Starting in Oreo, Autofill makes it easy for users to provide credit cards, logins, addresses, and other information to apps. Forms in your apps can now be filled automatically, and your users no longer have to remember complicated passwords or type the same bits of information more than once.
Users can choose from multiple Autofill services (similar to keyboards today). By default, Google includes Autofill, but users can also select any third party Autofill app of their choice. Users can manage this from Settings->System->Languages>Advanced->Autofill service.
Now, Autofill with Google supports filing credit cards, addresses, logins, names, and phone numbers. When logging in or creating an account for the first time, Autofill also allows users to save the new credentials to their account. If you use WebViews in your app, which many apps do for logins and other screens, your users can now also benefit from Autofill support, as long as they have Chrome 61 or later installed.
The Autofill API is open for anyone to implement a service. Google is actively working with 1Password, Dashlane, Keeper, and LastPass to help them with their implementations towards becoming certified on Android. Google will be certifying password managers and adding them to a curated section in the Play Store, which the "Add service" button in settings will link to. If you are a password manager and would like to be certified, you can get in touch with Google.
What you need to do as a developer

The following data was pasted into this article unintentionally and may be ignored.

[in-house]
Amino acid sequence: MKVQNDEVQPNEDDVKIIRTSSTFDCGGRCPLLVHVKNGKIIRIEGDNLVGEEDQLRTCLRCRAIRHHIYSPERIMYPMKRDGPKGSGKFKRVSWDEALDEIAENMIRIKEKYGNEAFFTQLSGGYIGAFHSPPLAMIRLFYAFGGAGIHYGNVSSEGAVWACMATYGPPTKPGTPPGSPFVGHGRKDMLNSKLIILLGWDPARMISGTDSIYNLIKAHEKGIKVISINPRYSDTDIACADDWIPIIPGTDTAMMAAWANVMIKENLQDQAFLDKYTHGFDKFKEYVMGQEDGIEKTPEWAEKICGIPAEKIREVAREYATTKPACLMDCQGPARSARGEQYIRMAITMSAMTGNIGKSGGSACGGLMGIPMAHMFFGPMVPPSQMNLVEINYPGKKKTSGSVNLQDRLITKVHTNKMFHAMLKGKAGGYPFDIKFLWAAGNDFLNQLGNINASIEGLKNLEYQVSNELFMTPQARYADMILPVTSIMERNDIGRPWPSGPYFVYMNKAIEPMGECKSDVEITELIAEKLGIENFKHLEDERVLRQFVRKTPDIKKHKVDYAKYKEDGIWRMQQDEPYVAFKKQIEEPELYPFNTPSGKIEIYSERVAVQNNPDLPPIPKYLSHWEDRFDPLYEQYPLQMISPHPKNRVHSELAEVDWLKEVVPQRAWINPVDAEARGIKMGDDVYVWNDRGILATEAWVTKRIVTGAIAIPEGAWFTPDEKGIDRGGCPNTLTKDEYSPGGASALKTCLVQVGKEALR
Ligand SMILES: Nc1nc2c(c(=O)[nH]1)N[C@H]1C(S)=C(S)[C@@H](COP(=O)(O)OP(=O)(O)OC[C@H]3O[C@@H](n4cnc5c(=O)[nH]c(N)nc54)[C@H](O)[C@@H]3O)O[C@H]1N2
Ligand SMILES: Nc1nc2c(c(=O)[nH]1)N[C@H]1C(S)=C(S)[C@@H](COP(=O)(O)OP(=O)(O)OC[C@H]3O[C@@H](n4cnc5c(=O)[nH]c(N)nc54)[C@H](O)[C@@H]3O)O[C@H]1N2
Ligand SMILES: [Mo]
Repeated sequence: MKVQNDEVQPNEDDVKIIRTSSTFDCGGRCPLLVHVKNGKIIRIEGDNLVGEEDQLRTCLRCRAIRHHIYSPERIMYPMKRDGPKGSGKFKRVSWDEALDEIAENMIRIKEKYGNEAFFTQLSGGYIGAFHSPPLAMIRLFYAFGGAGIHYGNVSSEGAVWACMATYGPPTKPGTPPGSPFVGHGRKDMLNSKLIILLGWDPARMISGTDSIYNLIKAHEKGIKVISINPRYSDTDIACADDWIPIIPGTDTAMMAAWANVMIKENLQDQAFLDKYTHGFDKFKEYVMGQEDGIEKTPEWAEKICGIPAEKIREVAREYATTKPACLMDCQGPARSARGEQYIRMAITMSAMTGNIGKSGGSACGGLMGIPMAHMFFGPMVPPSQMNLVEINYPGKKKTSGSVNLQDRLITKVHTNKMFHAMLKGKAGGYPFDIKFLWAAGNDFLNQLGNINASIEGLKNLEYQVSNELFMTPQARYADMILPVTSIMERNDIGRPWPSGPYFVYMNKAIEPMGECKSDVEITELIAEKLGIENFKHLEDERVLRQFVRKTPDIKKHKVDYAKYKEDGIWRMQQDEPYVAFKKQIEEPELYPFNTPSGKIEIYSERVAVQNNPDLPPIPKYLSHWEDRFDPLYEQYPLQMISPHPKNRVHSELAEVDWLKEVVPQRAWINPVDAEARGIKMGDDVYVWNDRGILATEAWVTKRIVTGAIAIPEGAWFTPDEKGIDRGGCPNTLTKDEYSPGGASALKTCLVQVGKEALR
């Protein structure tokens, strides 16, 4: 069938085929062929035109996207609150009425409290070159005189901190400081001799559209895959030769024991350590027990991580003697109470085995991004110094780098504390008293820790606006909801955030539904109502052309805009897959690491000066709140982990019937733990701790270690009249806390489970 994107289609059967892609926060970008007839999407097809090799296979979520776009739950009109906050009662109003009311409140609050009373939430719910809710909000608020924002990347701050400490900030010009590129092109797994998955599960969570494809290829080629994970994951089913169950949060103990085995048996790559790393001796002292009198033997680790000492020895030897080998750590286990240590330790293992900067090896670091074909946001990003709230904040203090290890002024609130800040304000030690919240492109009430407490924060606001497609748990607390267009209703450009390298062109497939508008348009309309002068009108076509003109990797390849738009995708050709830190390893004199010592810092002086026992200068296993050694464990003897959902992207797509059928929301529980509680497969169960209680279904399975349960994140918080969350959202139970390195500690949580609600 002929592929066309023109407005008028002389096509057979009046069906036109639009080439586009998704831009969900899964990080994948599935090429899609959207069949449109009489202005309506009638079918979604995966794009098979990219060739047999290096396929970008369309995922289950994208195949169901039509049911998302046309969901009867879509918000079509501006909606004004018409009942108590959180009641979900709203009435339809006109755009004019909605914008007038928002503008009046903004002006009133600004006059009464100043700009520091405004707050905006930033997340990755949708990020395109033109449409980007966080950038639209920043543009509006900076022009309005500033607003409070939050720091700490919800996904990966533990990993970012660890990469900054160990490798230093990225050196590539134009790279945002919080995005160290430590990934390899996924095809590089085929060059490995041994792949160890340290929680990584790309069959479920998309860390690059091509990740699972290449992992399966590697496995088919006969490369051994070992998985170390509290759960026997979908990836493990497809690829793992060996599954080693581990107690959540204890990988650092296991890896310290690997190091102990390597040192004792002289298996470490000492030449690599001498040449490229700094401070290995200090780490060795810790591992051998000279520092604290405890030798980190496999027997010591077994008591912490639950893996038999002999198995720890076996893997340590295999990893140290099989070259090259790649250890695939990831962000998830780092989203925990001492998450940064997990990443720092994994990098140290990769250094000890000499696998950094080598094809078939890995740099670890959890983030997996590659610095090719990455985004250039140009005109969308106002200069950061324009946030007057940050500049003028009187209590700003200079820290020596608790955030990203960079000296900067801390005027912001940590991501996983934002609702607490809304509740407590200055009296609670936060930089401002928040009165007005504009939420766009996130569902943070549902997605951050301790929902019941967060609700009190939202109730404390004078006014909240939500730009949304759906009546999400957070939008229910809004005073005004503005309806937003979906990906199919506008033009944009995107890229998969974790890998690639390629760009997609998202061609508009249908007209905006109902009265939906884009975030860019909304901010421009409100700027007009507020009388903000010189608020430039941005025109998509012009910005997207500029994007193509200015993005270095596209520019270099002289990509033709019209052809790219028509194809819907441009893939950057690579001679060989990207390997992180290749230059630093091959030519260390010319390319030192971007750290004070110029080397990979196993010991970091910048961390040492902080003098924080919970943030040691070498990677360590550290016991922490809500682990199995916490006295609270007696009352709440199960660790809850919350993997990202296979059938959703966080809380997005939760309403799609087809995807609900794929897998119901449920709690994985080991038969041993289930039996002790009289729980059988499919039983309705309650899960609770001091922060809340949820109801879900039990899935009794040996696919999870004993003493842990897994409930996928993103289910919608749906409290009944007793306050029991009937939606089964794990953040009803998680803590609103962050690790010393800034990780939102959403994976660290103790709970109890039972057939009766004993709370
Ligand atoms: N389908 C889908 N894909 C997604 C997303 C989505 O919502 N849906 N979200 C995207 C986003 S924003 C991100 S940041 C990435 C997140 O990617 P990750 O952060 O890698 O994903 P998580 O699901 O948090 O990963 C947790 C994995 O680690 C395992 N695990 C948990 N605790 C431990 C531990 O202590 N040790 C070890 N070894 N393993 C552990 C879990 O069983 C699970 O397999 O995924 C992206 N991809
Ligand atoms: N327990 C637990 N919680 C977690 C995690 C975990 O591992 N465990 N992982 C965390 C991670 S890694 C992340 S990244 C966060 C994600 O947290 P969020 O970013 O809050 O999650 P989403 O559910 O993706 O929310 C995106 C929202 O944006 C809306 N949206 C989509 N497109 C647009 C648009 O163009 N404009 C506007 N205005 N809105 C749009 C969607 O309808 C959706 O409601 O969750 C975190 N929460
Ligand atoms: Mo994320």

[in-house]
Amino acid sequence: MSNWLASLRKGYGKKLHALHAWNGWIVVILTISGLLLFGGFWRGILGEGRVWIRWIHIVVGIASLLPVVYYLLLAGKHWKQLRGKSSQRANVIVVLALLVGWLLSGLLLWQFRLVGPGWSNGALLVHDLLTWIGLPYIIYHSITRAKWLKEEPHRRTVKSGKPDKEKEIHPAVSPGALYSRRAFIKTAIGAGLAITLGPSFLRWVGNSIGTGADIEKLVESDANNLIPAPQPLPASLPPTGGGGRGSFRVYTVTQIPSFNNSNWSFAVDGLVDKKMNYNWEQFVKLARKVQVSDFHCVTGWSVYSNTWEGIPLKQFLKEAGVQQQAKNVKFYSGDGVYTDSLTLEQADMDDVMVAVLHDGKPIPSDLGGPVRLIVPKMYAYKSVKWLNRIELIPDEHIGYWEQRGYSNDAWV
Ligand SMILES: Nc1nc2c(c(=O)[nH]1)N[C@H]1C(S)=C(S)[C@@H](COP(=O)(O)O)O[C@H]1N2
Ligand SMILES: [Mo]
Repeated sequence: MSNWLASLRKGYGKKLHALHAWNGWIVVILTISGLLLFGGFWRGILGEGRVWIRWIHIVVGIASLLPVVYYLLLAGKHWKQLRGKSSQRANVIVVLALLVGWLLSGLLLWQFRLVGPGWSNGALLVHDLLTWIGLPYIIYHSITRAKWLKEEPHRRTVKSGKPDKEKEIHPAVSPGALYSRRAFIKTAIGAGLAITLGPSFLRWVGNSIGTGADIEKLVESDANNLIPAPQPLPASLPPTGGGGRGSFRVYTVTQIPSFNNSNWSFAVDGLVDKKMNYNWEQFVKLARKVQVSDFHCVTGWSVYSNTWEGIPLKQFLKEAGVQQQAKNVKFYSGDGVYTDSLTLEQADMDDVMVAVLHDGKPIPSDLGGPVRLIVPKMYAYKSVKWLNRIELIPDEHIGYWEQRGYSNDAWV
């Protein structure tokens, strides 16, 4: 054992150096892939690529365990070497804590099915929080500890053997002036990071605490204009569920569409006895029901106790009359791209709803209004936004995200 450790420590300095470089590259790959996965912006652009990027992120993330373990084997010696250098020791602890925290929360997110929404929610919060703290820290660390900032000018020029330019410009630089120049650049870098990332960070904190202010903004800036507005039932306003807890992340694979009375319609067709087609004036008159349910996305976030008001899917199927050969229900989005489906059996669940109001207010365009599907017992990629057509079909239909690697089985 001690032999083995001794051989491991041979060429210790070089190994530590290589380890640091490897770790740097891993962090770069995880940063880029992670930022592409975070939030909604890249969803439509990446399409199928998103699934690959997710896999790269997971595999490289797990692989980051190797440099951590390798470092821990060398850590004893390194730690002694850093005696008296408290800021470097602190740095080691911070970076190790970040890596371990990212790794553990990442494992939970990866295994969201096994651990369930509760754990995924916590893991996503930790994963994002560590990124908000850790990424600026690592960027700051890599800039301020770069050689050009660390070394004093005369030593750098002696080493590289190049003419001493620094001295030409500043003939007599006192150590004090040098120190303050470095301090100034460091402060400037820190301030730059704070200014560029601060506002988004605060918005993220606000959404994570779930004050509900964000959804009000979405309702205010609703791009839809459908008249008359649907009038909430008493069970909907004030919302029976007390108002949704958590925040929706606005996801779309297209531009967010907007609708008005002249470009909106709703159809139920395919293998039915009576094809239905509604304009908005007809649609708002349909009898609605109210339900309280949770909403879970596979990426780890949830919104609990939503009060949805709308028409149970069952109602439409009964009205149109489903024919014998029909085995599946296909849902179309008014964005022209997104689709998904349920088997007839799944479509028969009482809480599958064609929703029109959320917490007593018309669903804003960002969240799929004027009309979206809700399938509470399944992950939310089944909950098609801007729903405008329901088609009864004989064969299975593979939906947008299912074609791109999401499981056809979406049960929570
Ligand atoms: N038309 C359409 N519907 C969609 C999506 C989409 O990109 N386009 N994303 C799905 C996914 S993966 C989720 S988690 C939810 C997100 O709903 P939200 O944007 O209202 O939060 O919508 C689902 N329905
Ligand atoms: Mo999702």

As an app developer, there are a few simple things you can do to take advantage of this new functionality and make sure that it works in your apps:
Test your app and annotate your views if needed
In many cases, Autofill may work in your app without any effort. But to ensure consistent behavior, it is recommended providing explicit hints to tell the framework about the contents of your field. You can do this using either the android:autofillHints attribute or the setAutofillHints() method.
Similarly, with WebViews in your apps, you can use HTML Autocomplete Attributes to provide hints about fields. Autofill will work in WebViews as long as you have Chrome 61 or later installed on your device. Even if your app is using custom views, you can also define the metadata that allows autofill to work.
For views where Autofill does not make sense, such as a Captcha or a message compose box, you can explicitly mark the view as IMPORTANT_FOR_AUTOFILL_NO (or IMPORTANT_FOR_AUTOFILL_NO_EXCLUDE_DESCENDANTS in the root of a view hierarchy). Use this field responsibly, and remember that users can always bypass this by long pressing an EditText and selecting "Autofill" in the overflow menu.
Affiliate your website and mobile app
Autofill with Google can seamlessly share logins across websites and mobile apps â passwords saved through Chrome can also be provided to native apps. But in order for this to work, as an app developer, you must explicitly declare the association between your website with your mobile app. This involves 2 steps: